On Regrets of the Dying

Bronnie Ware describes herself as having a thirst for experiencing life from the moment she was born. Reading about her life you begin to feel that she’s experienced a lot.

For many years, Bronnie worked in palliative care. Through her work with patients facing their mortality, she has come to greater appreciation of her life and the lives of others. In this moving post, she describes how these dying patients, time and time again, cite similar regrets. These are the regrets of the dying:

1. I wish I’d had the courage to live a life true to myself, not the life others expected of me. This was the most common regret of all. When people realise that their life is almost over and look back clearly on it, it is easy to see how many dreams have gone unfulfilled. Most people had not honoured even a half of their dreams and had to die knowing that it was due to choices they had made, or not made. It is very important to try and honour at least some of your dreams along the way. From the moment that you lose your health, it is too late. Health brings a freedom very few realise, until they no longer have it.

2. I wish I didn’t work so hard.
This came from every male patient that I nursed. They missed their children’s youth and their partner’s companionship. Women also spoke of this regret. But as most were from an older generation, many of the female patients had not been breadwinners. All of the men I nursed deeply regretted spending so much of their lives on the treadmill of a work existence. By simplifying your lifestyle and making conscious choices along the way, it is possible to not need the income that you think you do. And by creating more space in your life, you become happier and more open to new opportunities, ones more suited to your new lifestyle.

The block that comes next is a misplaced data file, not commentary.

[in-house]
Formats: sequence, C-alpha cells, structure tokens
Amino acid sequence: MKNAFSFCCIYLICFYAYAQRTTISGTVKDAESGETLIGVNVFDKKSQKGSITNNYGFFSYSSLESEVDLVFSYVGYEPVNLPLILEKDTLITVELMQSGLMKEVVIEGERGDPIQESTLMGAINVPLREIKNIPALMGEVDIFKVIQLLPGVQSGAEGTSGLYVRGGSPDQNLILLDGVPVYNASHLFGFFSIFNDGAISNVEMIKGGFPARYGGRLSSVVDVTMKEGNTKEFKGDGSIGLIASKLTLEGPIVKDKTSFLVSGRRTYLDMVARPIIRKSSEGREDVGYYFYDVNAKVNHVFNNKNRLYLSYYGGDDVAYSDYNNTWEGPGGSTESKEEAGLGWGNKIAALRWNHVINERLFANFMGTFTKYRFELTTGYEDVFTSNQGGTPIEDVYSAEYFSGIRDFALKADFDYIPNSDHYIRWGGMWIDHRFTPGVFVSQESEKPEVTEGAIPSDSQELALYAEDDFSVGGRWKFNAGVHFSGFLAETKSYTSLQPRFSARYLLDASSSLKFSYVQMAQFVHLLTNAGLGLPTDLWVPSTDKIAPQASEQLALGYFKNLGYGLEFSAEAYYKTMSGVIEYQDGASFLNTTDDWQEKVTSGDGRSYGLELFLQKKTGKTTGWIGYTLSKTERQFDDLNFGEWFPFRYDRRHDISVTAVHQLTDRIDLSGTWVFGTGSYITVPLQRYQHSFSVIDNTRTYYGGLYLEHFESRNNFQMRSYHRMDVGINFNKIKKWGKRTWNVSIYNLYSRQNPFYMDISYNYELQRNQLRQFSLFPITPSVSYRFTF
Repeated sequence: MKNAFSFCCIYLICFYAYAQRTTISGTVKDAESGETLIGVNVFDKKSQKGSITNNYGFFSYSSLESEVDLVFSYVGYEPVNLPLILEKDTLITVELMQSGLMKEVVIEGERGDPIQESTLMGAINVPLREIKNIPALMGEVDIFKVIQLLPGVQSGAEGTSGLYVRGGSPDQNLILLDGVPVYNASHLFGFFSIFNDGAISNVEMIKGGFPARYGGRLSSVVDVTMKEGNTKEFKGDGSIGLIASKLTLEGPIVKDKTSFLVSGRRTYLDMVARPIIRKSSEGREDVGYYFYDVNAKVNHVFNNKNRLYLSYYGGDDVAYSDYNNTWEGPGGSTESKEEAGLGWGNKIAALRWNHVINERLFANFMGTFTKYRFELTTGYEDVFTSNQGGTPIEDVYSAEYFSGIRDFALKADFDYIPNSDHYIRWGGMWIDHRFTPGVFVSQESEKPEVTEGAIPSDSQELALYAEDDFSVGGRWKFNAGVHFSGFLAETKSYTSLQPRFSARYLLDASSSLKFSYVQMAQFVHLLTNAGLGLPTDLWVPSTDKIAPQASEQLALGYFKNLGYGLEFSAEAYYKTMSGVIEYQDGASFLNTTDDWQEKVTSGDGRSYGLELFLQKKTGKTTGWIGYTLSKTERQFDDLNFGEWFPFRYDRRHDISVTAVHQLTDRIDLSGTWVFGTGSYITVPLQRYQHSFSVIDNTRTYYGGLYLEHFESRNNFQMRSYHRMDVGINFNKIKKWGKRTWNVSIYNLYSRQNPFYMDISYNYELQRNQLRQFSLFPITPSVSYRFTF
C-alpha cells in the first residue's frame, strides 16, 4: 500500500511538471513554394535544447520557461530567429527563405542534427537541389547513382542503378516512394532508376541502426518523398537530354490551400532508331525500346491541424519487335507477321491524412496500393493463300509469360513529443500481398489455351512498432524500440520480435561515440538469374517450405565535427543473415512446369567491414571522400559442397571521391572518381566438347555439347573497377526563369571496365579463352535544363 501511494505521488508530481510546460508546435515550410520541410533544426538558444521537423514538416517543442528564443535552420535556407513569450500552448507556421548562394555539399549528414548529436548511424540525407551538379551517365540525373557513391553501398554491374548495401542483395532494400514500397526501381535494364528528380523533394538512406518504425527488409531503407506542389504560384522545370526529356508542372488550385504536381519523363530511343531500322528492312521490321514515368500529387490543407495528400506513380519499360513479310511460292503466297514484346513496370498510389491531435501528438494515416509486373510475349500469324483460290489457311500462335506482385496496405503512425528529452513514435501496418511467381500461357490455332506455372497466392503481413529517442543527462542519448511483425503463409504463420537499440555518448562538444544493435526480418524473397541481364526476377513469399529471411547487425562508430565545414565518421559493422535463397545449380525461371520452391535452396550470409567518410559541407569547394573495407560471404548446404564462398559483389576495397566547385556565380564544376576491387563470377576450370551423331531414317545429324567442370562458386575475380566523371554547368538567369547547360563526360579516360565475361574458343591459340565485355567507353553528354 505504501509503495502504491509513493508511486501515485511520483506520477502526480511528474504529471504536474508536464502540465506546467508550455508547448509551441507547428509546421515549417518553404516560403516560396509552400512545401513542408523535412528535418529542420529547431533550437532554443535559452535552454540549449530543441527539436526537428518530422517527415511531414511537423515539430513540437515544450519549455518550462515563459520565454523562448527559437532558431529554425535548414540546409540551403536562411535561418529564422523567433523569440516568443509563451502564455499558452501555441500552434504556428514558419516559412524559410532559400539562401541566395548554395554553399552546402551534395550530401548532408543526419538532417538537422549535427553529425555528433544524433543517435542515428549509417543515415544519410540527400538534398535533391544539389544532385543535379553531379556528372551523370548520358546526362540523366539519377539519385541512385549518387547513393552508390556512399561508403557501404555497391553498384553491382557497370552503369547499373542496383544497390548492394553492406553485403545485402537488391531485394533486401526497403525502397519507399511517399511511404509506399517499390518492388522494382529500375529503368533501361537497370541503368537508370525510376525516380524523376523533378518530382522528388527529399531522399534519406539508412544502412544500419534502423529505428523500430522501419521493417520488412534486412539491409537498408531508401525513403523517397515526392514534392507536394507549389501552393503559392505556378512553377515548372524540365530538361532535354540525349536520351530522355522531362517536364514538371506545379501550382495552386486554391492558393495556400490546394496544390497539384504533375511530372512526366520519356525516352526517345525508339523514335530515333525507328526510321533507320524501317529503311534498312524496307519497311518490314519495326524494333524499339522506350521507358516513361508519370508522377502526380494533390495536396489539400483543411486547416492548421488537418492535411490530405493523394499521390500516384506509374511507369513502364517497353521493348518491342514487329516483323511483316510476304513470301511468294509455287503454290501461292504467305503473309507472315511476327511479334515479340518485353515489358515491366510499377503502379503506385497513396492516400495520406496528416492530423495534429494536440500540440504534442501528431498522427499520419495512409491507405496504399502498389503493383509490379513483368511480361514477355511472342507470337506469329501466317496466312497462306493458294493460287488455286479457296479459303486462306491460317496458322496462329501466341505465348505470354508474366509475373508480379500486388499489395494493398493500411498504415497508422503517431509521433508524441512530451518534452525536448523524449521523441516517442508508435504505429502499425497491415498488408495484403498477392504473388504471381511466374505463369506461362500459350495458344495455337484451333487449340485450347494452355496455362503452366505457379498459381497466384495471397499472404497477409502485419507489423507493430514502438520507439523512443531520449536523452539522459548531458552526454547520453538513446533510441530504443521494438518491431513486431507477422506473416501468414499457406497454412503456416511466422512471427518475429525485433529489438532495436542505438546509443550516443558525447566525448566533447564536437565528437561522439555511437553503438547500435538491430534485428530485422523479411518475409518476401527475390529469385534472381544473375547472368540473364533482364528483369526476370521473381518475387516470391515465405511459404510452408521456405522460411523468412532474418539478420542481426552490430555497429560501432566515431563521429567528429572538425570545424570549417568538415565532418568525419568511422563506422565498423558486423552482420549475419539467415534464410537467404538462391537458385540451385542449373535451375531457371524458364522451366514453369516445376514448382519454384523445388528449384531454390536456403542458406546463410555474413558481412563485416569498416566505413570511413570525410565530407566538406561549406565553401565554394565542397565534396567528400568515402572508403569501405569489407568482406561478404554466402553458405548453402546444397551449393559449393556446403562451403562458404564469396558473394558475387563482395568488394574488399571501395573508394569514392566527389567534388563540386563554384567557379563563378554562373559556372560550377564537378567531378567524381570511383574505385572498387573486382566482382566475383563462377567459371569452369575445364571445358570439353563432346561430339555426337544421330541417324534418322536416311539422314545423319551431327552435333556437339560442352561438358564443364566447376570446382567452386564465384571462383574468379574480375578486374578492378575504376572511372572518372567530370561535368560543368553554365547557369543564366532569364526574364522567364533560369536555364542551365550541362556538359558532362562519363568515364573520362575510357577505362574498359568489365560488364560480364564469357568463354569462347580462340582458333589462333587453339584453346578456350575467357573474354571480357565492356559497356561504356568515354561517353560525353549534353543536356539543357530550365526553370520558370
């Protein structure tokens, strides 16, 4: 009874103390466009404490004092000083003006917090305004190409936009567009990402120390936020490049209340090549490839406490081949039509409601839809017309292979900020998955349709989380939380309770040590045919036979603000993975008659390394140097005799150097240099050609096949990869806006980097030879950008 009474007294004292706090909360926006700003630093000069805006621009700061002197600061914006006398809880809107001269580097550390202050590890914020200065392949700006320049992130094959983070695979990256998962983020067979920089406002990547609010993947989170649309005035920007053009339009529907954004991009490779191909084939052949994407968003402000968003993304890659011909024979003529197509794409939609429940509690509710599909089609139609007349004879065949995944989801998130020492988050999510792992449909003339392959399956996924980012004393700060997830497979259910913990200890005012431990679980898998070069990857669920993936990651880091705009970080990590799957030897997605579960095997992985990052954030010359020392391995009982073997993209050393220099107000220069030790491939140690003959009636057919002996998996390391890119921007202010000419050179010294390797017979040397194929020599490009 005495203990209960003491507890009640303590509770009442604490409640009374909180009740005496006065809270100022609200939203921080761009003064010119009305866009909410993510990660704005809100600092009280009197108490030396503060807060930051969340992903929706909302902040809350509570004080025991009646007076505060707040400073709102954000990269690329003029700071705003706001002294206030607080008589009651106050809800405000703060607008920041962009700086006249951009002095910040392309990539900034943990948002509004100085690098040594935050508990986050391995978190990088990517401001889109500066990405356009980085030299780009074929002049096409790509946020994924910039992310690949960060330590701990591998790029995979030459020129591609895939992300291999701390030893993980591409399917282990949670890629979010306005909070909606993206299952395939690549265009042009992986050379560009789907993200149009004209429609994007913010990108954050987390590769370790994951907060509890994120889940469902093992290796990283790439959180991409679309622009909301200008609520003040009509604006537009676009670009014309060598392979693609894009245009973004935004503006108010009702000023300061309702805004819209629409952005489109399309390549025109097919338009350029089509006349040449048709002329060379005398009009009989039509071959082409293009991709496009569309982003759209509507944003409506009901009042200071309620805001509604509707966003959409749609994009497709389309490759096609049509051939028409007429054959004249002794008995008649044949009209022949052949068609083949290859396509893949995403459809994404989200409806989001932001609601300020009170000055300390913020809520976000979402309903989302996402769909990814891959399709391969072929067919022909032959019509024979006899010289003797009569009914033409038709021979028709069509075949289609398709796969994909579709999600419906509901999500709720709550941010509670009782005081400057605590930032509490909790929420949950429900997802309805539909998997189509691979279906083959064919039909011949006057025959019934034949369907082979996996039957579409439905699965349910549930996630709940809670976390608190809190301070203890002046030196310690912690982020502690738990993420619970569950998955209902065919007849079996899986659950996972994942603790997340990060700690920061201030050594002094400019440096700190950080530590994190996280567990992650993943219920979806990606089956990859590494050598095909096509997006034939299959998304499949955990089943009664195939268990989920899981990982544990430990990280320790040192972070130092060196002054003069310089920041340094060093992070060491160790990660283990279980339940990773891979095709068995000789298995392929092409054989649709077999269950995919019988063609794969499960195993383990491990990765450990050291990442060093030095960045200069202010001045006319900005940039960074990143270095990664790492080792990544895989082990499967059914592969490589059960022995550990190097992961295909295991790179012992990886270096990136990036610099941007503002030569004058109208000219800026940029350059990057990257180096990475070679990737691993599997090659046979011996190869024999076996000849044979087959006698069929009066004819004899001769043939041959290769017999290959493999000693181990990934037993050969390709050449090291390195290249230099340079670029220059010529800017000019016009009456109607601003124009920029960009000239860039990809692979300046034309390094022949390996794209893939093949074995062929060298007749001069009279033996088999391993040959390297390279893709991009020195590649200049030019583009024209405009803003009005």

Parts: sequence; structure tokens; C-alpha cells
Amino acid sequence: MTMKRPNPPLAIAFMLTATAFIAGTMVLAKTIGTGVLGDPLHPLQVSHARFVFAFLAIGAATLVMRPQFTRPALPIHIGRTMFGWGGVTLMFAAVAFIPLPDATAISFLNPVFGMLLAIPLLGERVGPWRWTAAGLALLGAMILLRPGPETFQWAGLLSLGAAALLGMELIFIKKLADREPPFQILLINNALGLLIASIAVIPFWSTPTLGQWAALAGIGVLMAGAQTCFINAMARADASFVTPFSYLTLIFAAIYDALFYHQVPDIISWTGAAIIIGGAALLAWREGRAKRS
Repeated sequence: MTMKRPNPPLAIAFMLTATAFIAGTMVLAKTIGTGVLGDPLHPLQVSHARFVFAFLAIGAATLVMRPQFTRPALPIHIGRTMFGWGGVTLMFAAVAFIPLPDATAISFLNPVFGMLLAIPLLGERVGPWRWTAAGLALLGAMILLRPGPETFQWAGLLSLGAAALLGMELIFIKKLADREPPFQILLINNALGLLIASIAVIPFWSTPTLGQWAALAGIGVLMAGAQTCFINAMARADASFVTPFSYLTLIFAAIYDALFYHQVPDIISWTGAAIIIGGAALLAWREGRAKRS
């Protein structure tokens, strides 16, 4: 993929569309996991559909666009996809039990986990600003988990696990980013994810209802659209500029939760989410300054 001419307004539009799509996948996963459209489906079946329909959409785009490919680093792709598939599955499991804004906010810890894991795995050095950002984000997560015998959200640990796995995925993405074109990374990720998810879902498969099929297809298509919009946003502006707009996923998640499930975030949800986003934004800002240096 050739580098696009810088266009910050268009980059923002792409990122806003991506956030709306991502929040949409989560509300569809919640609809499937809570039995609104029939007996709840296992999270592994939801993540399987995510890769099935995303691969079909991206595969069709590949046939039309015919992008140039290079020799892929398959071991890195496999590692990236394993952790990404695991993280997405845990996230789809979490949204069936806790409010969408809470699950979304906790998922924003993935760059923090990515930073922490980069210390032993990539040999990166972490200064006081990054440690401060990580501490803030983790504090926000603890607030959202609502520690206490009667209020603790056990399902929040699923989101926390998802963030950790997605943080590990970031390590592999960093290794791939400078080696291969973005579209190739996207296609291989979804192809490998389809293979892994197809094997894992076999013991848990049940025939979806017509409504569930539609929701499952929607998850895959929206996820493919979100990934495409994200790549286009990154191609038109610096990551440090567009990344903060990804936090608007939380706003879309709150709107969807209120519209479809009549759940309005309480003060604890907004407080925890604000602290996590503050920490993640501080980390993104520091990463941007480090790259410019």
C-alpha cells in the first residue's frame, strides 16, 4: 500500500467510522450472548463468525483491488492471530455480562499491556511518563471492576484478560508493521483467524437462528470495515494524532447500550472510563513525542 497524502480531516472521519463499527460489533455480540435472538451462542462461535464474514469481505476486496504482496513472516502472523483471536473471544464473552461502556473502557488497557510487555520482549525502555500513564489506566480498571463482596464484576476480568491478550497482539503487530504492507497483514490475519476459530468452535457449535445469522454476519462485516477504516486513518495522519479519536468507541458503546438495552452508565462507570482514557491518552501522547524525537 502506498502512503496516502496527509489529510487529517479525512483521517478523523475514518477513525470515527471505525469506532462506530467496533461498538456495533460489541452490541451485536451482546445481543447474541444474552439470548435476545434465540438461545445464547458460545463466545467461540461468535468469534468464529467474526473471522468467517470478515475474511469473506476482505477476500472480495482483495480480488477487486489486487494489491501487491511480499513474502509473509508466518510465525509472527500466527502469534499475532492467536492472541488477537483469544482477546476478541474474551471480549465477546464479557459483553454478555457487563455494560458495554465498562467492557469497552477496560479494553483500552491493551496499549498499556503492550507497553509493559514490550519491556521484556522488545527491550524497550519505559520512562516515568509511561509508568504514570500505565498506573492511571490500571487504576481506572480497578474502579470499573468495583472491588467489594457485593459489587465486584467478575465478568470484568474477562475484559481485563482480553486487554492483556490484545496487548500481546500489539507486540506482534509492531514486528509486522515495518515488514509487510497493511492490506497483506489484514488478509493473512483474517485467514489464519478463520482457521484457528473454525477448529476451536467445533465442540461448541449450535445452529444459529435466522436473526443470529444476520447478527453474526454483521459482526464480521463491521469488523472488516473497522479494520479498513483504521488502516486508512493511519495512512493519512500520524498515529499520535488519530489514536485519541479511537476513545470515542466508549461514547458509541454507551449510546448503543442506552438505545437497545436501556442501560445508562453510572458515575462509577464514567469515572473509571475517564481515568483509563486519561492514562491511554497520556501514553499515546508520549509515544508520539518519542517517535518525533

3. I wish I’d had the courage to express my feelings.
Many people suppressed their feelings in order to keep peace with others. As a result, they settled for a mediocre existence and never became who they were truly capable of becoming. Many developed illnesses relating to the bitterness and resentment they carried as a result. We cannot control the reactions of others. However, although people may initially react when you change the way you are by speaking honestly, in the end it raises the relationship to a whole new and healthier level. Either that or it releases the unhealthy relationship from your life. Either way, you win.

Reading the above, did you come away with the impression: “This is me right now”? If so, is there anything that you can or are willing to do about it?

Please go to Bronnie’s blog post and read the other two regrets (on friends and happiness). I can’t conclude it better than Bronnie did: Life is a choice. It is YOUR life. Choose consciously, choose wisely, choose honestly. Choose happiness.

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(hat tip to @bfeld)

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